With Halloween just around the corner, NASA has released its latest Galaxy of Horrors posters. Styled like horror film advertisements from the 1950s, they feature different exoplanets—planets that orbit stars other than the sun—and highlight what exactly makes them so frightening.
“People are often most interested in finding exoplanets that could resemble Earth or potentially support life as we know it,” Thalia Rivera, an outreach specialist at JPL who led the development of the Galaxy of Horrors posters, said in the same statement.
“But there are so many other amazing, mystifying planets out there that are completely unlike Earth and that show us the huge variety of ways planets can form and evolve,” Rivera added. “My favorite thing about exoplanets is how extreme they can get!”
Rains of Terror: This far-off blue planet may look like a friendly haven – but don’t be deceived! Weather here is deadly. The planet’s cobalt blue color comes from a hazy, blow-torched atmosphere containing clouds laced with glass. Howling winds send the storming glass sideways at 5,400 mph (2km/s), whipping all in a sickening spiral. It’s death by a million cuts on this slasher planet! (NASA-JPL/Caltech) Continue reading »
In the 1970s the Princeton physicist Gerard O’Neill, with the help of NASA Ames Research Center and Stanford University, held a series of space colony summer studies which explored the possibilities of humans living in giant orbiting spaceships. Colonies housing about 10,000 people were designed and a number of artistic renderings of the concepts were made. Continue reading »
The astronauts aboard the International Space Station thrilled us with incredible pictures of our planet seen from space. To end the year 2020 on a positive note, the NASA has indeed published this selection of pictures taken by the hosts of the Station. Continue reading »
Being stuck in quarantine with nothing to do can really mess with your mind. You constantly worry about your own and your loved ones’ health and it seems like there’s not much else you can think of while you’re stuck within four walls. But today we have something that will take your mind away from all of your coronavirus-related worries. Far away – over 300 million miles away.
NASA has recently shared a handful of new photos of Jupiter taken by the Juno spacecraft and they’ll take your breath away. Check them out in the gallery below – we’re pretty sure one of them will end up as your desktop background.
1. NASA’s Juno spacecraft was a little more than one Earth diameter from Jupiter when it captured this mind-bending, color-enhanced view of the planet’s tumultuous atmosphere. Continue reading »
For a long time, Mars seemed like a frontier that’s untouchable. And while yes, no human has walked on the planet’s red surface, we, as humanity, have reached the planet through the sturdy wheels of Mars rovers. Continue reading »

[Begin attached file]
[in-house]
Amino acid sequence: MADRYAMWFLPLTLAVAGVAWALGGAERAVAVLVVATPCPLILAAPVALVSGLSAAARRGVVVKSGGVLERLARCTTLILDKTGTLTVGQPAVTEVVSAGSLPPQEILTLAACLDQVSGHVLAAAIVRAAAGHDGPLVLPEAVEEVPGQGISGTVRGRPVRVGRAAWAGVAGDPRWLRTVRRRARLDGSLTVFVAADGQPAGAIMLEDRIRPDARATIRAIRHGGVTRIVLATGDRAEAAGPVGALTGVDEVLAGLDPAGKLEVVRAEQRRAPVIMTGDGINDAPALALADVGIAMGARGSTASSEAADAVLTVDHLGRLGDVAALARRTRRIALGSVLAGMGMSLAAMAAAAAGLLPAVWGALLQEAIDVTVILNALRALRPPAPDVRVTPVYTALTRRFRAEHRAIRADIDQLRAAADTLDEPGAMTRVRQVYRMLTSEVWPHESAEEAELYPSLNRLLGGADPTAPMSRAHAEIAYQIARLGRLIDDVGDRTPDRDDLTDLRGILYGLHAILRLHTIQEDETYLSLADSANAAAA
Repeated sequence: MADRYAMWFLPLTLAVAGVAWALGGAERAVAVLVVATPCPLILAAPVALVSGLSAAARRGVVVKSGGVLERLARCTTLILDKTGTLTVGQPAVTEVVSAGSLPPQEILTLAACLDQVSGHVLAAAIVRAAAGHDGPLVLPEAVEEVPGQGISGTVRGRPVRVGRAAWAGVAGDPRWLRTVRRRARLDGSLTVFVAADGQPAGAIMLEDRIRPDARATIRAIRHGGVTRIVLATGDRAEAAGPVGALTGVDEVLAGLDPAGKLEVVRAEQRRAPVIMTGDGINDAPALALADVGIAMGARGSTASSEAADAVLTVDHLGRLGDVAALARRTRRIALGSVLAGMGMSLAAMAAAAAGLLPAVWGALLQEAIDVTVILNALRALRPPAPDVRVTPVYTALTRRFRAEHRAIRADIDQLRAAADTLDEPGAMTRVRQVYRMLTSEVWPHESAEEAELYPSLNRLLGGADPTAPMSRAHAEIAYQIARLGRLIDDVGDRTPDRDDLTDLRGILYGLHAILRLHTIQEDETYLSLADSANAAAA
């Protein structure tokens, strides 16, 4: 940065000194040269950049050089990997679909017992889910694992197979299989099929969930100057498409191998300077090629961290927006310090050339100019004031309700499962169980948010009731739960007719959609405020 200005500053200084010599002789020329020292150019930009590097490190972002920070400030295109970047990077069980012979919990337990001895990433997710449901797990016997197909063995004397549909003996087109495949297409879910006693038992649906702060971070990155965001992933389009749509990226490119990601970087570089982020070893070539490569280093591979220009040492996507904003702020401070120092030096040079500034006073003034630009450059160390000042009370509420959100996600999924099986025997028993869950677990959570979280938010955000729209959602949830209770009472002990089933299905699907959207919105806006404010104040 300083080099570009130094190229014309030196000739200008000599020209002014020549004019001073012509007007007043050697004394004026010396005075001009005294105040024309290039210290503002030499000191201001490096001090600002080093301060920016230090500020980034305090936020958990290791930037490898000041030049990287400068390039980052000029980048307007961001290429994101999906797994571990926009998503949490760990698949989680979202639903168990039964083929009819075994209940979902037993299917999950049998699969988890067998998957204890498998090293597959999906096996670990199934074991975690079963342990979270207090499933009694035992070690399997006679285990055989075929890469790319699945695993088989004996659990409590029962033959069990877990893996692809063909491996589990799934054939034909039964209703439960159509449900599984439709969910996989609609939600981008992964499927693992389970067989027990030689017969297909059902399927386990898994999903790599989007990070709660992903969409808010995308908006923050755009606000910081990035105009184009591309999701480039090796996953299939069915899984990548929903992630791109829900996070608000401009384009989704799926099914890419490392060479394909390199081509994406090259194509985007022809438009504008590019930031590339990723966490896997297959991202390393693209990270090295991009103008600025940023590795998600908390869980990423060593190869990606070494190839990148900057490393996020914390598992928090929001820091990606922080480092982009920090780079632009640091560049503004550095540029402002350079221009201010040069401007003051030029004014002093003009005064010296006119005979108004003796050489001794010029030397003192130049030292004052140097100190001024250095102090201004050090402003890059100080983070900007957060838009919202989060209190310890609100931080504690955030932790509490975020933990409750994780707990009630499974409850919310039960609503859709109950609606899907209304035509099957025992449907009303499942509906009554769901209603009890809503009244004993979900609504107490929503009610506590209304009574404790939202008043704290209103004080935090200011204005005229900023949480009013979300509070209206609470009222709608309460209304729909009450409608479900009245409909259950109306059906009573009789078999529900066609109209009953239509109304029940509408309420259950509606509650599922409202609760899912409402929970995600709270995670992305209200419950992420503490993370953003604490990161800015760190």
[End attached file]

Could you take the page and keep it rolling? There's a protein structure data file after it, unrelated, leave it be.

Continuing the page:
Two years ago, Mark Rober was an engineer at NASA’s Jet Propulsion Laboratory in Pasadena, California, part of a team that worked on the Curiosity rover. For Halloween, he strapped an iPad to his chest and another to his back. Then he turned them on and used the devices’ cameras and screens to make it appear as if he had a gaping hole in the middle of his torso. Continue reading »
NASA once fed spiders drugs like LSD and marijuana and then watched as the stoned bugs made “deformed” webs. The space agency published the results of its bizarre experiment in 1995 – and they were as fascinating as you’d expect. Continue reading »
From the wind tunnels the made commercial aviation possible to the analog machines that preceded the computer, a visual history of the spirit of innovation presently unworthy of the government’s dollar.
Among the great joys of spending countless hours rummaging through archives is the occasional serendipitous discovery of something absolutely wonderful: Case in point, these gorgeous photographs of vintage NASA (and NASA predecessor NACA) facilities.
A Langley researcher ponders the future, in mid-1927, of the Sperry M-1 Messenger, the first full-scale airplane tested in the Propeller Research Tunnel. Standing in the entrance cone of the tunnel is Elton W. Miller, Max M. Munk’s successor as chief of aerodynamics. Miller was one of the designers of the Propeller Research Tunnel. Continue reading »
Three days before plunging into Saturn’s sunny side, the robotic Cassini spacecraft swooped far behind Saturn’s night side with cameras blazing. Thirty-six of these images have been merged — by an alert and adept citizen scientist — into a last full-ring portrait of Cassini’s home planet for the past 13 years. The Sun is just above the frame, causing Saturn to cast a dark shadow onto its enormous rings. This shadow position cannot be imaged from Earth and will not be visible again until another Earth-launched spaceship visits the ringed giant. Continue reading »
NASA’s 3D Printed Habitat Challenge has seen several companies competing for a high honor – to design the first habitats for humans on Mars and the moon. Using 3D printing, these competitors have proven their ability to create structures such as cones, cylinders and beams. The most recent phase of the competition takes things to a new level by asking the teams to present their ideas for entire structures. A lot of the ideas offered thus far have been low dome-like structures, some partially buried in the ground. But AI SpaceFactory, the second place winner of the most recent competition round, has something a bit different in mind. Continue reading »